Keith Brinson said he is running for county commissioner to ask questions that no one else will ask.
In the Republican Party primary, Brinson is running against Chad Stewart, who was appointed to District 3 seat last year after the death of his father, longtime commissioner Wade Stewart. Commissioners also considered Brinson for the vacant seat. The winner in the May 6 primary should cruise to election in November because no Democrat filed to run.
District 3 encompasses much of Four Oaks, the Bentonville community, the Brogden community and Princeton, though voters countywide cast ballots in all commissioner races.
Brinson, 44, said he’s running because he believes “that the decisions that county government makes have a huge impact on the local economy, and we need thoughtful, conservative leaders to make informed decisions.”
“I’m running for commissioner to ensure that Johnston County remains a place that people can work hard, raise a family and keep the fruits of their labor,” he said.
Brinson’s vision for the county includes continued well-planned growth around business centers while maintaining roots in farming and a rural identity. His main priority is economic development.
Brinson wants the county to speak with one voice on economic development. He supports the hiring of a full-time economic-development director and the drafting of an economic-development plan.
Johnston County has a lot of resources, Brinson said, including its highways, airport, natural gas and its closeness to the Triangle. “That makes us a natural distribution hub for a lot of industries,” he said.
Brinson wants to make sure the county follows through on the economic-development plan, which should be ready sometime in May. He said Johnston is competing with every adjacent county and all counties touching Wake. He wants to brings jobs to Johnston so that not as many people have to commute and take their dollars to other counties.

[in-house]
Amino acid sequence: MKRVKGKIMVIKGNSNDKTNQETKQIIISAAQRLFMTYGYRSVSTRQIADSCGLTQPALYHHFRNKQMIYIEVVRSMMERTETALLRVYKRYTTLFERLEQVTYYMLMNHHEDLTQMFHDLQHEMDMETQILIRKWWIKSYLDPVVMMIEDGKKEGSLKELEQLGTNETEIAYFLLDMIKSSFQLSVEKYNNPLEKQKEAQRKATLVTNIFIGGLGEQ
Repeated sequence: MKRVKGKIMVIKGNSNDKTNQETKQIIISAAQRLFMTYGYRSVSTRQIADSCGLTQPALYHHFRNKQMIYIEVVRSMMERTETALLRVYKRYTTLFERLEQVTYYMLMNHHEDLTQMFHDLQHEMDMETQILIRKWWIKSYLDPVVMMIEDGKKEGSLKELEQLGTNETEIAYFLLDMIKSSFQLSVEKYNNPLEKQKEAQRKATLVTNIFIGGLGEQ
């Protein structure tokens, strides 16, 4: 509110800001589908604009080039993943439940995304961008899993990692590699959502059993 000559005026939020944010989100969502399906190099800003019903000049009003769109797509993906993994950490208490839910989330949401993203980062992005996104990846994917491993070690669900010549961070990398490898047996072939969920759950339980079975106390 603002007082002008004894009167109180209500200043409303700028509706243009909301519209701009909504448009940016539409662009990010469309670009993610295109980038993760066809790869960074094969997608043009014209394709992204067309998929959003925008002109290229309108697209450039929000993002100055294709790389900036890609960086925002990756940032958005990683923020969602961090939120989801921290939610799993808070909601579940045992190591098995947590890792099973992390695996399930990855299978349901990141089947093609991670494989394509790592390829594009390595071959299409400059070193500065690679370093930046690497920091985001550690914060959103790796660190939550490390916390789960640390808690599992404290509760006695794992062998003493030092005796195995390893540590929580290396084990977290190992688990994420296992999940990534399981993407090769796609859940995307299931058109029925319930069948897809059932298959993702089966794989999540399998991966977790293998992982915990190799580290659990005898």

Brinson said he’s glad the latest school bond referendum passed. “The biggest thing is we have to make sure that our infrastructure will support the growth and our educational system will support the growth,” he said.
Infrastructure includes roads. Brinson said he wants to make sure farmers have ways of moving around the county if the state moves forward with making U.S. 70 a freeway. He suggested service roads so that farmers can move equipment easily.
Brinson is a senior agent with N.C. Farm Bureau Insurance. “My job has taken me all over the county,” he said. “My job demands good customer service, and that’s the same type of constituent service that I would want to bring to the board of county commissioners.”
Brinson serves on the board of the Smithfield-Selma Chamber of Commerce and on the Johnston County Tourism Authority. He is a former vice chairman of the Johnston County Republican Party.
Brinson was born in Wilmington and attended the University of North Carolina at Wilmington, though he did not complete a degree. “I had a few credits left, and I was offered a job in facilities management, and at that time, with that family situation, it just made sense to go to work,” he said.
That job was with a restaurant company. Brinson later moved to Emerald Isle and worked for Revco, the drugstore chain. He earned his real estate license and sold real estate on the side. He moved to Smithfield in 1997 for his job with the Farm Bureau.
His wife, Michelle, is an office manager, and his stepson works as a first responder for the Morehead City Fire Department.